June 7, Edgbaston, Birmingham
South Africa (ICC No. 1) v Pakistan (ICC No. 8)
South Africa win the toss, bat first, and manage just 219 for 8, with AB de Villiers, perhaps the best batsman in the world, out for a first-ball duck. Pakistan reach 119 for 3 in 27 overs, 19 ahead of the DLS par score, when rain comes down. Maybe it was still 50-50, or 55-45 in favour of Pakistan at that stage. But they were the winners. End of story.
June 8, The Oval, London
India (ICC No. 3) v Sri Lanka (ICC No. 7)
India are asked to bat, and though Virat Kohli, perhaps the best batsman in the world, is out for a duck, India still score 321 for 6. Big enough. Big enough? Not according to Danushka Gunathilaka, Kusal Mendis, Kusal Perera, Angelo Mathews and Asela Gunaratne. So much so, that all those runs are knocked off with eight balls to spare.
June 9, Sophia Gardens, Cardiff
New Zealand (ICC No. 5) v Bangladesh (ICC No. 6)
It goes well for New Zealand after they opt to bat, and they reach a solid if unspectacular 265 for 8. It should have been more, if that middle-order had shown a little more spine. Still, not a bad score, and it looks even better when Tim Southee, mainly, and Adam Milne have Bangladesh down at 33 for 4. No problem, say Shakib Al Hasan and Mahmudullah, and over the next 35-odd overs, knock the stuffing out of New Zealand, shred by shred.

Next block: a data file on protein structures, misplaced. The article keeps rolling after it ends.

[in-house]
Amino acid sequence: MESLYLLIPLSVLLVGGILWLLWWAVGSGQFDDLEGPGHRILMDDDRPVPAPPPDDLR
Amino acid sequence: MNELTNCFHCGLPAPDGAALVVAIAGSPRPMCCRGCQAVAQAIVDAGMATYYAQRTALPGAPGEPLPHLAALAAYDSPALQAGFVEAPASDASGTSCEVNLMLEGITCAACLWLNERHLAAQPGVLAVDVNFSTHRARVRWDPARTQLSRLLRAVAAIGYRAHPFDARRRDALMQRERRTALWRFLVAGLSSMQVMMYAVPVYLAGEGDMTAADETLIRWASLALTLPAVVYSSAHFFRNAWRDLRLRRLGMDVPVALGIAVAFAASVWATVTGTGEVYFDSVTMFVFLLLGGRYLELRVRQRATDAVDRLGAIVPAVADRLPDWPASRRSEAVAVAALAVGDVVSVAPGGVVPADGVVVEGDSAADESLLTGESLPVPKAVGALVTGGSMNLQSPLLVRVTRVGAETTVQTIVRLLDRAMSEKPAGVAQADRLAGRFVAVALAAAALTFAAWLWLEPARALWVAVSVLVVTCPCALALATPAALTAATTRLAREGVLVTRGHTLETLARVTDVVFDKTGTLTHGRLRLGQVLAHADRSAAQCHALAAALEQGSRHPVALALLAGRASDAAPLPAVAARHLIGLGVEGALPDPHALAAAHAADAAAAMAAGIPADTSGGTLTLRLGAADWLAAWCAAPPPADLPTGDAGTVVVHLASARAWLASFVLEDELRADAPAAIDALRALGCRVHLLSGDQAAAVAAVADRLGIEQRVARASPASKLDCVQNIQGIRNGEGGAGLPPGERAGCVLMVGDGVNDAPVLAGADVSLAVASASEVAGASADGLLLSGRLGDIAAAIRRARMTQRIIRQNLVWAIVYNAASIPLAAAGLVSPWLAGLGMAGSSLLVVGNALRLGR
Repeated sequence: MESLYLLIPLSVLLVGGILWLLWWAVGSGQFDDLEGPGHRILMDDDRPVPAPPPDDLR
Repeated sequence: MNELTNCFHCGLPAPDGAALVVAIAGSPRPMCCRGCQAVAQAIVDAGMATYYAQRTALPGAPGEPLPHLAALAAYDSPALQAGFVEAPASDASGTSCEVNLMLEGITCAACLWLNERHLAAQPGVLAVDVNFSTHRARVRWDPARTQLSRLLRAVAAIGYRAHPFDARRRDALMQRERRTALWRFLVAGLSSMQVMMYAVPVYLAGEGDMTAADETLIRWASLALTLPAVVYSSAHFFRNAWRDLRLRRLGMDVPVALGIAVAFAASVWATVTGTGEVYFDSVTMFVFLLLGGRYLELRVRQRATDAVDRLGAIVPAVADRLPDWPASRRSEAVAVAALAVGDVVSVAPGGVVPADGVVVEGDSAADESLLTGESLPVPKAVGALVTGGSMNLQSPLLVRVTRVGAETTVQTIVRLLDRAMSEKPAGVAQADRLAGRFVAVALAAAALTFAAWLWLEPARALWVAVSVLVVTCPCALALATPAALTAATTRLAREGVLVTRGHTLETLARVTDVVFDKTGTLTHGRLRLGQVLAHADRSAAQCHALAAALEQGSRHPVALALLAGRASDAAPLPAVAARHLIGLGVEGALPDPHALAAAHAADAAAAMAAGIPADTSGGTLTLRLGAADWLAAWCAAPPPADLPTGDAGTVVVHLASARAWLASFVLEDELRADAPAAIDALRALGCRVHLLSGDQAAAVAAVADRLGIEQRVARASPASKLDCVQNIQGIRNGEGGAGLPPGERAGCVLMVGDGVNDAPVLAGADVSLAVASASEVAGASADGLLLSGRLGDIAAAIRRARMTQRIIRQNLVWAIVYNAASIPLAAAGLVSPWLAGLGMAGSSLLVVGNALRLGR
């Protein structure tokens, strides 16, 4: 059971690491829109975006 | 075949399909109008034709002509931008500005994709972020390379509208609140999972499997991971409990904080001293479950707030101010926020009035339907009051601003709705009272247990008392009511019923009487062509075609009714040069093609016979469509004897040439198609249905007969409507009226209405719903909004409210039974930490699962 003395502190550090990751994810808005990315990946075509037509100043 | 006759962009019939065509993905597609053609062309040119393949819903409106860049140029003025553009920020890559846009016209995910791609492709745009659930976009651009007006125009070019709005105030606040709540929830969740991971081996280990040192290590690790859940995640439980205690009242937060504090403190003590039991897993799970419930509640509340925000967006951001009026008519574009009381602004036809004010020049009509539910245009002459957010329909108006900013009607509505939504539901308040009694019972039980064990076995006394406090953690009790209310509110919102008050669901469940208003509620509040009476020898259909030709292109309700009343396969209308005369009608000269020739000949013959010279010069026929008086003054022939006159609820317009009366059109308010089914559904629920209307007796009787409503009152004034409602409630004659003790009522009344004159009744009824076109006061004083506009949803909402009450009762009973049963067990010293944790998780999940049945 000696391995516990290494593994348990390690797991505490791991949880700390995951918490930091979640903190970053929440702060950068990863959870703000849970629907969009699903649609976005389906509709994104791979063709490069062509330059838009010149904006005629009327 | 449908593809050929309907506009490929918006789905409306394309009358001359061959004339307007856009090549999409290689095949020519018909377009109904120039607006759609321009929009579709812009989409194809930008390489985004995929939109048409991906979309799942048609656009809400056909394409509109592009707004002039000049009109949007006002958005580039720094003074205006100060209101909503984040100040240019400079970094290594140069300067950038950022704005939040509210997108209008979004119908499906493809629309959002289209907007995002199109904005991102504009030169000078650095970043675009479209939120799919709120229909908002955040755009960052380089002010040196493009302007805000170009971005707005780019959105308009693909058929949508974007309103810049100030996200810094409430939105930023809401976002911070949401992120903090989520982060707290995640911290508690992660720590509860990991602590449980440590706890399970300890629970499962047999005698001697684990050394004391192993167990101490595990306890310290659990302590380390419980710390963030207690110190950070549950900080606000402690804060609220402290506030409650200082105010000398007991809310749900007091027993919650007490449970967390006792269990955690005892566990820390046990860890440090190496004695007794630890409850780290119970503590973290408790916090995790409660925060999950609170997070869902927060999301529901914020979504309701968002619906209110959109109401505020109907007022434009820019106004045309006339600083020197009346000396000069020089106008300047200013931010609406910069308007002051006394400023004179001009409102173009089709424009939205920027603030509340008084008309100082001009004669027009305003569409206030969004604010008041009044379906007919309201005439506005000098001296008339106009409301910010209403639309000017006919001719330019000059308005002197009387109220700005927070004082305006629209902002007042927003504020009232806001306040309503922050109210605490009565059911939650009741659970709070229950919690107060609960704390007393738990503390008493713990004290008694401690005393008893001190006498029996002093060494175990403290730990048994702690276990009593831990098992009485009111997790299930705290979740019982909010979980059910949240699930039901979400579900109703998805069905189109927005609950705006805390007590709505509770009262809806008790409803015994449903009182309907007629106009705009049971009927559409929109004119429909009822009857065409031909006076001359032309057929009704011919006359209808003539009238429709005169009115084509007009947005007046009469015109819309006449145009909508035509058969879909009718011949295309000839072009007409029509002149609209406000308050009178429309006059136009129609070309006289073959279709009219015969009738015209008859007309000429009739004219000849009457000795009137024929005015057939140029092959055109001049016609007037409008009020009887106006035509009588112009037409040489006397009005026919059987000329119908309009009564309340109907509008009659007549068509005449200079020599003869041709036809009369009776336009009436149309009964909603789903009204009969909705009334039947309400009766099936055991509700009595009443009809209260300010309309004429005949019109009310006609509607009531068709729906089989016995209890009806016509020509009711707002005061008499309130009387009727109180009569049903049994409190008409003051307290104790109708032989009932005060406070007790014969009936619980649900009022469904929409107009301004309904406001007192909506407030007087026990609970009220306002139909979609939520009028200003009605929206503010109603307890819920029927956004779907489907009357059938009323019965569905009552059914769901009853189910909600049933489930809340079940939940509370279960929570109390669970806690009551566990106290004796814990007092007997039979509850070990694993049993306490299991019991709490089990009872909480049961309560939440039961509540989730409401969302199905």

Three days, three results not many would have predicted. If anyone did, I’d like to meet her guardian angel, or at least smoke what she was smoking.
Let’s look at two things Kane Williamson said in the lead-up to the Champions Trophy then. 1. “Naturally, I suppose, the western sides have played huge amounts of cricket in these conditions” – to mean the non-Asian countries might have a bit of an edge. 2. “It’s such an interesting tournament … on any given day, particularly in one-day cricket, things can happen that might be out of your control and go one way or the other.”
On that second point: No, that’s more Twenty20 cricket, where there are no favourites, anything can happen depending on who has a good day and who has a bad day. Yes, it stands true for ODI cricket when compared to Test cricket, but leave out the weather and, maybe, fitness issues, and not too much is ‘out of your control’. For example, poor batting. Just my thoughts – no one has to agree.
More importantly, I don’t like the sound of that first bit – not because I am a Brown Rules chauvinist, but because I wonder if Williamson’s opinion, and the question that led to it, was based too much on those rankings.
Leave out India, and the other three Asian teams were really bringing up the rear; to most people, Sri Lanka are a non-entity at the moment, Pakistan are too up (not much) and down (more often), and Bangladesh – well, the useless little fellows who didn’t even belong had robbed the tournament of all its glamour by keeping West Indies out. I’m not saying that’s what Williamson meant, but that’s what the general feeling was – and who could blame them? We all know how that panned out, and one of Pakistan and Sri Lanka will be in the semifinals too, making it three Asian sides along with England, by far the best of the pack on evidence.
How did things turn out this way, though? Have Australia, the world champions, become poor suddenly? What about New Zealand, the 2015 World Cup finalists? South Africa – hell, again, just at the thought of the last league game being a ‘virtual quarterfinal’?